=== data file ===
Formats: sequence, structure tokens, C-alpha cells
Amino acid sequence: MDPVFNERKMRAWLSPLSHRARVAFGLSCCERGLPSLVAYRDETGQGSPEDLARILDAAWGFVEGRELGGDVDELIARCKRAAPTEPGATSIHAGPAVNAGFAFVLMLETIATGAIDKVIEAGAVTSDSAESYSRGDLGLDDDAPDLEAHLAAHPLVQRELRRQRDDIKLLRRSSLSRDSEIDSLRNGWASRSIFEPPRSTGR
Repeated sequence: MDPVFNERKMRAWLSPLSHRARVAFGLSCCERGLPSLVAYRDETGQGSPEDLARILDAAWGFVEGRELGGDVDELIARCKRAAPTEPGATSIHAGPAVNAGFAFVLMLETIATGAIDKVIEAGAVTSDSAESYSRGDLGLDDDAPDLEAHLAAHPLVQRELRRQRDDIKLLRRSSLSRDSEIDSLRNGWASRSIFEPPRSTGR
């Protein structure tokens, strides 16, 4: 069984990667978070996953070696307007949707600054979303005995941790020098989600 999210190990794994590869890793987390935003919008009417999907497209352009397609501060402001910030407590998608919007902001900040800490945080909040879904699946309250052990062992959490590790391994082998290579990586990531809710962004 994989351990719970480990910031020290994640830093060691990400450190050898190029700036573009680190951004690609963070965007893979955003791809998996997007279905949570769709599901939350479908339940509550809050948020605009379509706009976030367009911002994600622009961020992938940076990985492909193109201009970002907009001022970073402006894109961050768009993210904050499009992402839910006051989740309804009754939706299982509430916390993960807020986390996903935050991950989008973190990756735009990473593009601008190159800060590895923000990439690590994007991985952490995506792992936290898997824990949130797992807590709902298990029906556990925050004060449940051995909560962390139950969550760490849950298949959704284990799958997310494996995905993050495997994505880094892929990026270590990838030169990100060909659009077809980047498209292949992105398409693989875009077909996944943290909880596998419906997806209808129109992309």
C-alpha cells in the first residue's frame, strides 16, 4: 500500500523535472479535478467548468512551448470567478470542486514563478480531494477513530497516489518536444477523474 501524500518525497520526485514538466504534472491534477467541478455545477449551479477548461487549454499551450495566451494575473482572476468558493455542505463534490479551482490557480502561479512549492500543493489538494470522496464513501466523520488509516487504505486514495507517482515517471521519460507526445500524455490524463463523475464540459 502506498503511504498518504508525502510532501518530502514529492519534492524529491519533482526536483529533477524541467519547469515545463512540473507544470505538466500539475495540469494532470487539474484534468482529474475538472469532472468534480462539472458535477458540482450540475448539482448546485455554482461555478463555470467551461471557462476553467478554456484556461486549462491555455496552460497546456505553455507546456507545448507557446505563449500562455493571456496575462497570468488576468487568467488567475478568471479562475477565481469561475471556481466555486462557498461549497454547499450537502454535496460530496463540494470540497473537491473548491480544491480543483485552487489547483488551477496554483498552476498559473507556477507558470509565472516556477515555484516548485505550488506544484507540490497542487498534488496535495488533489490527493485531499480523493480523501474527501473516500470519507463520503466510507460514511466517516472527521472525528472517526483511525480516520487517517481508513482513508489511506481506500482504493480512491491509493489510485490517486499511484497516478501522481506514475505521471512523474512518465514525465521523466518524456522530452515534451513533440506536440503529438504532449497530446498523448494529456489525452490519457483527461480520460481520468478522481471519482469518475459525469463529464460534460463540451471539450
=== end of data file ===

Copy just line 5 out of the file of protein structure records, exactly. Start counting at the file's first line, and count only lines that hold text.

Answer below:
C-alpha cells in the first residue's frame, strides 16, 4: 500500500523535472479535478467548468512551448470567478470542486514563478480531494477513530497516489518536444477523474 501524500518525497520526485514538466504534472491534477467541478455545477449551479477548461487549454499551450495566451494575473482572476468558493455542505463534490479551482490557480502561479512549492500543493489538494470522496464513501466523520488509516487504505486514495507517482515517471521519460507526445500524455490524463463523475464540459 502506498503511504498518504508525502510532501518530502514529492519534492524529491519533482526536483529533477524541467519547469515545463512540473507544470505538466500539475495540469494532470487539474484534468482529474475538472469532472468534480462539472458535477458540482450540475448539482448546485455554482461555478463555470467551461471557462476553467478554456484556461486549462491555455496552460497546456505553455507546456507545448507557446505563449500562455493571456496575462497570468488576468487568467488567475478568471479562475477565481469561475471556481466555486462557498461549497454547499450537502454535496460530496463540494470540497473537491473548491480544491480543483485552487489547483488551477496554483498552476498559473507556477507558470509565472516556477515555484516548485505550488506544484507540490497542487498534488496535495488533489490527493485531499480523493480523501474527501473516500470519507463520503466510507460514511466517516472527521472525528472517526483511525480516520487517517481508513482513508489511506481506500482504493480512491491509493489510485490517486499511484497516478501522481506514475505521471512523474512518465514525465521523466518524456522530452515534451513533440506536440503529438504532449497530446498523448494529456489525452490519457483527461480520460481520468478522481471519482469518475459525469463529464460534460463540451471539450